||FACTS ABOUT CANCER
Cancer is the second most common cause of death
in most of the countries (the first is heart disease), representing about
one in five deaths. Cancer has become more common during the twentieth
century, not because of population or radiation, but because cancer is
more common in older people. As the number of older people in the
population has increased , so has the frequency of cancer. The disease is
very rare in people in their 20s, but the risk of developing cancer
roughly doubles between ages 30 and 40 and doubles with each succeeding
decade. This means that people in their 70s have twice the risk of cancer
that people in their 60s have, and 16 times the risk of people in their
30s. However, great advances have been made in the diagnosis and
treatment of cancer.
WHAT IS CANCER
Cancer is the unregulated growth and spread of
cells. Cancer is not a single disease, it is a group of diseases in
which a breakdown occurs in the normal processes that control th
multiplication of cells. Almost all our cells need to be replaced
regularly, some cells (such as those that line the intestine) divide
every few hours and are shed after living for only a few days, other
cells live for years. The processes of cell division and growth are
controlled by genes that start and stop the growth process. Some of
these growth controlling genes may undergo changes (mutation) that cause
them to malfunction.
Cell growth is then uncontrolled, the cell divides,
forming more cells with the same mutated genes. Simple overgrowth of
cells may lead to a relatively harmless, benign (not likely to spread0
tumor such as a wart or polyp, but two or three (or more) genes within a
single cell may undergo changes that cause a growth that becomes
malignant, (likely to spread) and invades and damages blood vessels,
nerves, and other body tissues. Invasion of healthy tissues by the
growth of malignant tumor cells is called metastasis. it usually take 10
years or more for a malignant symptoms. Malignant tumor cells may be
carried by the bloodstream or spread through the lymphatic system to all
parts of the body, where they form other tumors. Once a cancer has
metastasized (spread) it is usually incurable. However, treatment can
prolong and improve the quality of life.
WHAT CAUSES CANCER
The three major causes of changes in growth
controlling cells include viruses, chemical, and radiation. Several
human viruses have been shown to cause cancer. For example, the
hepatitis B virus causes a type of liver cancer, some papilloma viruses
are closely linked with cancer of the cervix, and another virus is
responsible for a rare type of leukemia. The most significant chemical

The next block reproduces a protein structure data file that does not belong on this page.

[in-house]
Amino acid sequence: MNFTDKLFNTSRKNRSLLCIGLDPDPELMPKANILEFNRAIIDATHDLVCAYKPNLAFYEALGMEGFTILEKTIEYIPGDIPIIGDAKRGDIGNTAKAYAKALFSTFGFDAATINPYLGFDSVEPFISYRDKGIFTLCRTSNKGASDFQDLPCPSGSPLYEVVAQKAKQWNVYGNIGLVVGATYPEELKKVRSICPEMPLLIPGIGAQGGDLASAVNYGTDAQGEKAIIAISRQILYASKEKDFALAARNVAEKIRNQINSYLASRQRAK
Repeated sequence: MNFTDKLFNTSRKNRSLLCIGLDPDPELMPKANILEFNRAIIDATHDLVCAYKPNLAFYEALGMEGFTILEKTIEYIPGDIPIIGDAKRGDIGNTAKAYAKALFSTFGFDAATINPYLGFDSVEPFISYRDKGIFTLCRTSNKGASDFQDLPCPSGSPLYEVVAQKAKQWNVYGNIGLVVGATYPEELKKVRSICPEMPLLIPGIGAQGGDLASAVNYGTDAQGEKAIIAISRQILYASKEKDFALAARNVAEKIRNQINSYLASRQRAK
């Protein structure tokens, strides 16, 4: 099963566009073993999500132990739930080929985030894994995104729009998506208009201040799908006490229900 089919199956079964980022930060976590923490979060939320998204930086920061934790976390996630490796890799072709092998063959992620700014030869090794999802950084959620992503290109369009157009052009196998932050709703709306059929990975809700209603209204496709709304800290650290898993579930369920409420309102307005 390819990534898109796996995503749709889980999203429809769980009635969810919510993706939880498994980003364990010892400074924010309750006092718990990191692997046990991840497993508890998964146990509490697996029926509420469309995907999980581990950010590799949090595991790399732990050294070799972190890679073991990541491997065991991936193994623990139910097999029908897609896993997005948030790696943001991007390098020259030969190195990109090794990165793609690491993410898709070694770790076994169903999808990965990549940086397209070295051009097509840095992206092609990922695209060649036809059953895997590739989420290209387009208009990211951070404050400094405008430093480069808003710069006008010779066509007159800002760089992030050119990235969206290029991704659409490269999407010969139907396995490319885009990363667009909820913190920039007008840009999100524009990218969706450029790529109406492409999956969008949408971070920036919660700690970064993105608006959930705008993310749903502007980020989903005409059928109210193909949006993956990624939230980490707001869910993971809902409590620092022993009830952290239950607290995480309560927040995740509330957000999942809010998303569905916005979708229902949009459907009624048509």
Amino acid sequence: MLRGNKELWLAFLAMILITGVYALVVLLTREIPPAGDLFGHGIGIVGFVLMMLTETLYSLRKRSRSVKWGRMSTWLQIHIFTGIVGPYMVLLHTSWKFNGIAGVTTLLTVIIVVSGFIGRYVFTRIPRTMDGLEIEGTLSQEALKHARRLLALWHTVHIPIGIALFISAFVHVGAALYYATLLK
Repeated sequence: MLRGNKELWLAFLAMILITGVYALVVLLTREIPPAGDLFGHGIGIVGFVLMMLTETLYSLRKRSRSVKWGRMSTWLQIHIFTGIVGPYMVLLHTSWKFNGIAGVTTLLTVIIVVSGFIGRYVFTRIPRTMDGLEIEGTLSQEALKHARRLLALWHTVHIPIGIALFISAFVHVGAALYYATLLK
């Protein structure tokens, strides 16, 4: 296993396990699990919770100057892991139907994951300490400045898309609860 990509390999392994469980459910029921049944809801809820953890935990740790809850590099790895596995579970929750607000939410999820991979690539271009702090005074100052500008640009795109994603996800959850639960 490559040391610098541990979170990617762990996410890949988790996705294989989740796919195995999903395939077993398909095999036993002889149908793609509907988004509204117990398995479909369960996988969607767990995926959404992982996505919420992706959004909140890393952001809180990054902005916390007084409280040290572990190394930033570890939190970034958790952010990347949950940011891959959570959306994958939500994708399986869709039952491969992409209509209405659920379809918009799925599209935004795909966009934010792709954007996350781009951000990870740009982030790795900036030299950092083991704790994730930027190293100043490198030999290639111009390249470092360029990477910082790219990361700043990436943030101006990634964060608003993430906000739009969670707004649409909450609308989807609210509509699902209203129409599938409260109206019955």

cause of cancer is tobacco, smoking is the cause of most lung cancers
and is an (continued on coming pages).
Important factor in canners of the tongue, larynx,
esophagus, cervix, and bladder. Chewing tobacco can cause mouth and
tongue cancer. Workers who are exposed to chemicals such as benzene,
coal tar, rubber, and some plastic can develop cancers of the blood
cells, kidneys, bladder and liver. Radiation from radioactive isotopes X
rays, and nuclear waste can cause cancer, especially some types of
leukemia. The main radiation hazard is sunlight, which causes most skin
cancers. People with fair skin that is repeatedly exposed to excessive
amounts of direct sunlight have an increased risk of developing skin
These factors do not, however, always cause cancer
in everyone who is exposed to the risk, for example, only a minority of
people who have ever smoked cigarettes get lung cancer (although many
others die prematurely of chronic illnesses such as heart diseases and
emphysema). In part, this is because some people are genetically more or
less susceptible development of cancer include the amount of alcohol
that you drink and the ability of your body's immune system to detect
and destroy cancer cells at an early stage.
WHAT ARE THE CHANCES FOR A CURE?
The key to curing some
types of cancer is early diagnosis and treatment. Successful treatment
is far less likely once malignant cells have spread from the original
tumor to form cancers in other parts of the body.
Tests currently used to detect cancer are designed
to achieve early diagnosis. Mammography, for example, detects possible
breast tumors in women when such tumors are still too small to be found
by physical examination of the breasts tumor is under half an inch in
diameter at diagnosis.
Regular Pap smears in women detect precancerous
changes in the cervix at an early stage when treatment is simple and
effective. The death rate from cancer of the cervix has fallen
dramatically in recent years in communities where most women have
regular Pap smears.
There is evidence that regular examination of the
intestine (colon) in people over age 50 improves survival from cancers
of the rectum and colon.
When cancer is suspected, imaging techniques reveal
accurate details of tumors, increasing the chances of successful
treatment; these chances of successful treatment; these techniques
include CT scans, MRI scans, and radio nuclide scans including PET scan.
Also, many internal organs can now be examined directly by endoscopy
(examination with a viewing tube).
Advances have been made in treatment as well as in
diagnosis of cancer. Drugs may be injected directly into the arteries
that supply blood to a tumor, thereby allowing a more targeted
destruction of the tumor. In addition, reconstructive plastic surgery
offers the possibility of restoring a person's appearance after major
sugary on the breast, head or neck. Some forms of chemotherapy and
treatment with hormones are more effective and less difficult for the
patient than treatments used in the past. For example, tamoxifen, the
drug used most commonly to treat breast cancer, has few major side
effects in most women. Radiation therapy, too has become more precise
and therefore is more effective and causes fewer side effects.